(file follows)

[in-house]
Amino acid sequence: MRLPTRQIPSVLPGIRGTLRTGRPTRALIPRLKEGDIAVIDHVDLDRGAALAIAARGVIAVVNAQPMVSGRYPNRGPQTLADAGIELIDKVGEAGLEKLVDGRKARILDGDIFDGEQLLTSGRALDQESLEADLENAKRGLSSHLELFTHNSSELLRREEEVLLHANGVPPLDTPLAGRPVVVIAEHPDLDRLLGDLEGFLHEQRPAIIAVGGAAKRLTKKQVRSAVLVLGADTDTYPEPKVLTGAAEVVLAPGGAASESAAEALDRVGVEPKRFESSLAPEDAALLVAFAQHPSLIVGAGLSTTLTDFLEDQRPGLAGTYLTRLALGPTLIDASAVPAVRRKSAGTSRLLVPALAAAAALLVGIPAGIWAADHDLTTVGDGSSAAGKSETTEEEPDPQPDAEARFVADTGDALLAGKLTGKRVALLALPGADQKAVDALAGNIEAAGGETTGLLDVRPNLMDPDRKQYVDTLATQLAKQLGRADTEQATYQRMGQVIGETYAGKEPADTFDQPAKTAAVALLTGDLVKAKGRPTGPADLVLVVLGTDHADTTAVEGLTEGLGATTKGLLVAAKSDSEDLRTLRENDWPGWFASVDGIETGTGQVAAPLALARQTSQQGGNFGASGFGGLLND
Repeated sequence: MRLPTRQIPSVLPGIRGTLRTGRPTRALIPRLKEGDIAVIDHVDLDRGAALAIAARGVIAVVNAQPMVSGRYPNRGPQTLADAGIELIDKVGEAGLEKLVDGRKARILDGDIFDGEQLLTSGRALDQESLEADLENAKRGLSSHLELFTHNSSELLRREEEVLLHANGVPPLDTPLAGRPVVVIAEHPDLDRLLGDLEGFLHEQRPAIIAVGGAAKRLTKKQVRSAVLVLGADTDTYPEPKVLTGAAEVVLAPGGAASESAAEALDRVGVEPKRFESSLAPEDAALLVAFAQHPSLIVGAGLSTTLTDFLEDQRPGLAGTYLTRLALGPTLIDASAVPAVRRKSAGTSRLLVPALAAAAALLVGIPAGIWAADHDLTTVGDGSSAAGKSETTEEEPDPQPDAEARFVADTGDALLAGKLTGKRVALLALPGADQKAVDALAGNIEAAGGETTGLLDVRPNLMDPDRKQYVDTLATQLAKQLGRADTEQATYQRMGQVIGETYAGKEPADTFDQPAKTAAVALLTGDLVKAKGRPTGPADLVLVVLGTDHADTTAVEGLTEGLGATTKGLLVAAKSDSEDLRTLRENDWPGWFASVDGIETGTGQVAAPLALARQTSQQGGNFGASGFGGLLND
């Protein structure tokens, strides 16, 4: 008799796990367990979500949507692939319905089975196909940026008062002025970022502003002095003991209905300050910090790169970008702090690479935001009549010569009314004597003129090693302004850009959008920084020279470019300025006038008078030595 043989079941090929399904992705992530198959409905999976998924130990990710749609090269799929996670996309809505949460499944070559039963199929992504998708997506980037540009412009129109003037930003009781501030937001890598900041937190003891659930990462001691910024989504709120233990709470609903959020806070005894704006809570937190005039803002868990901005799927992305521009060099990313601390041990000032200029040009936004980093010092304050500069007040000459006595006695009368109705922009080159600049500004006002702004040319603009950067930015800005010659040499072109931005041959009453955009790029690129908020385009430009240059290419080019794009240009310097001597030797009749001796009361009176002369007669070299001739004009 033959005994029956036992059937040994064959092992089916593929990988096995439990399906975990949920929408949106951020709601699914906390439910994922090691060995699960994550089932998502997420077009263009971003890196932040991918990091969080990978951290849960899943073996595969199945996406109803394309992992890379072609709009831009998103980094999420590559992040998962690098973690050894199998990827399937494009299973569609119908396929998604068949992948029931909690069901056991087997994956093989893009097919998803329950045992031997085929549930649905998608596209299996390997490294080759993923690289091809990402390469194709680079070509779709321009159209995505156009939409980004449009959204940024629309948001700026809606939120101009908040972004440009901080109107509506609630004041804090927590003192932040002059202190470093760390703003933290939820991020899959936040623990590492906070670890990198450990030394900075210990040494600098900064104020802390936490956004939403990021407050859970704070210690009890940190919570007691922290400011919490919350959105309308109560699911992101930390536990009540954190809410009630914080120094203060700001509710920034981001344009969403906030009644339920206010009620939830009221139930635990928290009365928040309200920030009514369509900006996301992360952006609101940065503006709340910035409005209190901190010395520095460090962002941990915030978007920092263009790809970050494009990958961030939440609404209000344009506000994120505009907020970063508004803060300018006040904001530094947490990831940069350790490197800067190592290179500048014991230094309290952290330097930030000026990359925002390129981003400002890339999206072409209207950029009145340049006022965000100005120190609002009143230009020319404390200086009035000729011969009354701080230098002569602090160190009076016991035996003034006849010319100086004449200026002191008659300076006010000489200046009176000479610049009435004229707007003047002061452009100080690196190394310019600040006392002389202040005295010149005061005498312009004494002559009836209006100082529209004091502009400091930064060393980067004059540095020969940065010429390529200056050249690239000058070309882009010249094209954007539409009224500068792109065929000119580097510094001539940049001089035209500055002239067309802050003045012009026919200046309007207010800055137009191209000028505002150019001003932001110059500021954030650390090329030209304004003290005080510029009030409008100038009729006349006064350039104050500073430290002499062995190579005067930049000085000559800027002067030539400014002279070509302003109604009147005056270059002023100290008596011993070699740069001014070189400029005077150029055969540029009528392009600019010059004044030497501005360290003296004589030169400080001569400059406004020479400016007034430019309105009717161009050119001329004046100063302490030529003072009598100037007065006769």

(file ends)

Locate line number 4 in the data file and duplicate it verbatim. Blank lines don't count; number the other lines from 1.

């Protein structure tokens, strides 16, 4: 008799796990367990979500949507692939319905089975196909940026008062002025970022502003002095003991209905300050910090790169970008702090690479935001009549010569009314004597003129090693302004850009959008920084020279470019300025006038008078030595 043989079941090929399904992705992530198959409905999976998924130990990710749609090269799929996670996309809505949460499944070559039963199929992504998708997506980037540009412009129109003037930003009781501030937001890598900041937190003891659930990462001691910024989504709120233990709470609903959020806070005894704006809570937190005039803002868990901005799927992305521009060099990313601390041990000032200029040009936004980093010092304050500069007040000459006595006695009368109705922009080159600049500004006002702004040319603009950067930015800005010659040499072109931005041959009453955009790029690129908020385009430009240059290419080019794009240009310097001597030797009749001796009361009176002369007669070299001739004009 033959005994029956036992059937040994064959092992089916593929990988096995439990399906975990949920929408949106951020709601699914906390439910994922090691060995699960994550089932998502997420077009263009971003890196932040991918990091969080990978951290849960899943073996595969199945996406109803394309992992890379072609709009831009998103980094999420590559992040998962690098973690050894199998990827399937494009299973569609119908396929998604068949992948029931909690069901056991087997994956093989893009097919998803329950045992031997085929549930649905998608596209299996390997490294080759993923690289091809990402390469194709680079070509779709321009159209995505156009939409980004449009959204940024629309948001700026809606939120101009908040972004440009901080109107509506609630004041804090927590003192932040002059202190470093760390703003933290939820991020899959936040623990590492906070670890990198450990030394900075210990040494600098900064104020802390936490956004939403990021407050859970704070210690009890940190919570007691922290400011919490919350959105309308109560699911992101930390536990009540954190809410009630914080120094203060700001509710920034981001344009969403906030009644339920206010009620939830009221139930635990928290009365928040309200920030009514369509900006996301992360952006609101940065503006709340910035409005209190901190010395520095460090962002941990915030978007920092263009790809970050494009990958961030939440609404209000344009506000994120505009907020970063508004803060300018006040904001530094947490990831940069350790490197800067190592290179500048014991230094309290952290330097930030000026990359925002390129981003400002890339999206072409209207950029009145340049006022965000100005120190609002009143230009020319404390200086009035000729011969009354701080230098002569602090160190009076016991035996003034006849010319100086004449200026002191008659300076006010000489200046009176000479610049009435004229707007003047002061452009100080690196190394310019600040006392002389202040005295010149005061005498312009004494002559009836209006100082529209004091502009400091930064060393980067004059540095020969940065010429390529200056050249690239000058070309882009010249094209954007539409009224500068792109065929000119580097510094001539940049001089035209500055002239067309802050003045012009026919200046309007207010800055137009191209000028505002150019001003932001110059500021954030650390090329030209304004003290005080510029009030409008100038009729006349006064350039104050500073430290002499062995190579005067930049000085000559800027002067030539400014002279070509302003109604009147005056270059002023100290008596011993070699740069001014070189400029005077150029055969540029009528392009600019010059004044030497501005360290003296004589030169400080001569400059406004020479400016007034430019309105009717161009050119001329004046100063302490030529003072009598100037007065006769």